The dictionary typically defines philosophy as “the love of or search for wisdom or knowledge” or “as the theory or logical analysis of the principles underlying conduct, thought, knowledge and the nature of the universe” (Neufeldt, Goralnik, 1994, p. 1015). With such a general definition, one might begin to understand the complexities involved in studying philosophy as it seems to encompass just about all knowledge pursuits. Perhaps part of the confusion in trying to define the term can be found in the early days of the science when it applied almost universally to all avenues of knowledge in ancient Greece. The term itself derives from an ancient Greek word that translates to “love of wisdom” (Wikipedia, 2005) and it is through several early Greek thinkers that we have arrived at the perceptions we now foster. These thinkers sometimes presented their ideas in the form of dialogues between two or more people, such as in the works of Plato revealing the understood messages of Socrates, blended with a bit of Plato’s original thought to such an extent that the two thinkers cannot today be definitively separated. Others preferred to translate these ideas into more accessible formats such as in the great plays of Sophocles, revealing in ancient myth the ideas that were being discussed in more prosaic terms among the students. This varied presentation of thought can be illustrated by comparing the deaths of what is widely accepted as the factual character of Socrates with the presumed fictional character of Antigone.
A great deal of what we know about Socrates the man, in fact, all of what we know of him, is what is written about him by others who may or may not have heard him speak. This is because Socrates chose not to write anything down in his pursuit of wisdom (Wilke & Hurt, 2000: 942). Some of these writings, such as Plato’s Apology, provide such a degree of firsthand knowledge, though, that we are able to make some characterizations. In this document, Plato records, to what degree of accuracy is uncertain, the defense presented by Socrates himself at the trial for his life as well as the details of his death. Within the text, Socrates continually refers to himself as being the wisest man alive, based upon the words of the Oracle at Delphi, which is known to never speak falsely, but this wisdom is called into question by the facts of his death. Although it can be argued that Socrates acted unwisely in purposefully incurring the wrath of many of Athens’ more powerful figures, the defense he presents to the court indicates that Socrates was indeed wise beyond the understanding of normal men in that he chose to die in support of a higher truth. In doing so, he ensures that his death is redemptive in that encourages future generations to find a means of resolving the conflict he faced in his own society.
Socrates was well aware of what he was doing and why this was making many people angry with him. This is evidenced within the text of the Apology as Socrates begins his defense of himself against the old enemies that have spoken falsely “telling of one Socrates, a wise man, who speculated about the heaven above, and searched into the earth beneath, and made the worse appear the better cause” (Apology: 944). He realizes most of his jurors have heard bad things about him from the time that they were young and are unlikely now to change their minds regarding his guilt. It has been argued that with this knowledge, Socrates should have done more to defend himself based upon more emotional reasons, such as bringing his family to court to plead for his life, which were frequent techniques used in Socrates’ time to beg for mercy (Wilke & Hurt, 2000: 948). At the same time, it is shown through Socrates’ words that he knew he was making enemies even as he was making them. “Then I went to one man after another, being not unconscious of the enmity which I provoked, and I lamented and feared this” (Apology: 946). His willful continuation of actions that only added to the number of enemies he would have in the state is often pointed to as a sign of unwise behavior.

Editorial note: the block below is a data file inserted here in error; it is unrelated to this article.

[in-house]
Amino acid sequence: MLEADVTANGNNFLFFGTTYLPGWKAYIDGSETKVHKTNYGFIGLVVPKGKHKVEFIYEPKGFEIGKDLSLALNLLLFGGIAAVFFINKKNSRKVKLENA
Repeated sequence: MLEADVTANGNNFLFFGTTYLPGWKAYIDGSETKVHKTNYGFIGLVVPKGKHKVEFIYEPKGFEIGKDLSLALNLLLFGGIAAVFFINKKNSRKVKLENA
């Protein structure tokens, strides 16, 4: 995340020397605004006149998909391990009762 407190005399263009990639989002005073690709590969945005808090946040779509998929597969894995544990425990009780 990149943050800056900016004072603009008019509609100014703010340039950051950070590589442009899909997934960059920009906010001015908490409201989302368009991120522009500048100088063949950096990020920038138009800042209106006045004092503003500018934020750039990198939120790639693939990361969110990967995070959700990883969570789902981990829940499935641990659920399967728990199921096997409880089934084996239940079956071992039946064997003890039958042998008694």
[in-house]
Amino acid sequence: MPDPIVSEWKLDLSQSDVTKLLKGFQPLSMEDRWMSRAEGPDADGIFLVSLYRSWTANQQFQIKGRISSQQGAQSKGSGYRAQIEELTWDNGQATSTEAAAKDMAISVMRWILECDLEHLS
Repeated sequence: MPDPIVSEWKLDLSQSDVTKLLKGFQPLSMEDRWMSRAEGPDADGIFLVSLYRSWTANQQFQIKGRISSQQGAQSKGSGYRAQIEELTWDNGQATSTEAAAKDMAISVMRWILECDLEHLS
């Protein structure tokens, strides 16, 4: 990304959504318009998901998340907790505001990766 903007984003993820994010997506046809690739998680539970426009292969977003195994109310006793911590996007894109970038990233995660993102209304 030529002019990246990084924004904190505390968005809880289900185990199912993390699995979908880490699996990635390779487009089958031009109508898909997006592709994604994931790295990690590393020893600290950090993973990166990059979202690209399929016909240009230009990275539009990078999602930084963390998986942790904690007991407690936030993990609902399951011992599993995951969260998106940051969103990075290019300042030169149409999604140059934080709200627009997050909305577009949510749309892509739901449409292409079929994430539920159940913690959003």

However, Socrates was indeed wise beyond the normal ability of man in that he continued to act in a way that might threaten his life but was in the greater interest of the world’s population. As he explains in court, after being told by the oracle that he was the wisest man alive, Socrates did not allow this distinction to go to his head and immediately begin spouting pithy sayings that proved his wisdom. Instead, he went to the streets and began questioning those individuals he had always considered wiser than himself. In each case, he found that even among those who possessed a little wisdom tended to take that knowledge to the outer extremes and assume they knew everything there was worth knowing, without any further examination. “At last I went to the artisans, for I was conscious that I knew nothing at all, as I may say, and I was sure that they knew many fine things; and here I was not mistaken, for they did know many things of which I was ignorant, and in this they certainly were wiser than I was. But I observed that even the good artisans fell into the same error as the poets; because they were good workmen they thought that they also knew all sorts of high matters, and this defect in them overshadowed their wisdom” (Apology: 947). From his account, it becomes possible to deduce that Socrates’ definition of wisdom entails not only knowledge, but also the knowledge of what one does not know. “I am called wise, for my hearers always imagine that I myself possess the wisdom which I find in others: but the truth is, O men of Athens, that God only is wise; and by his answer he intends to show that the wisdom of men is worth little or nothing” (Apology: 947).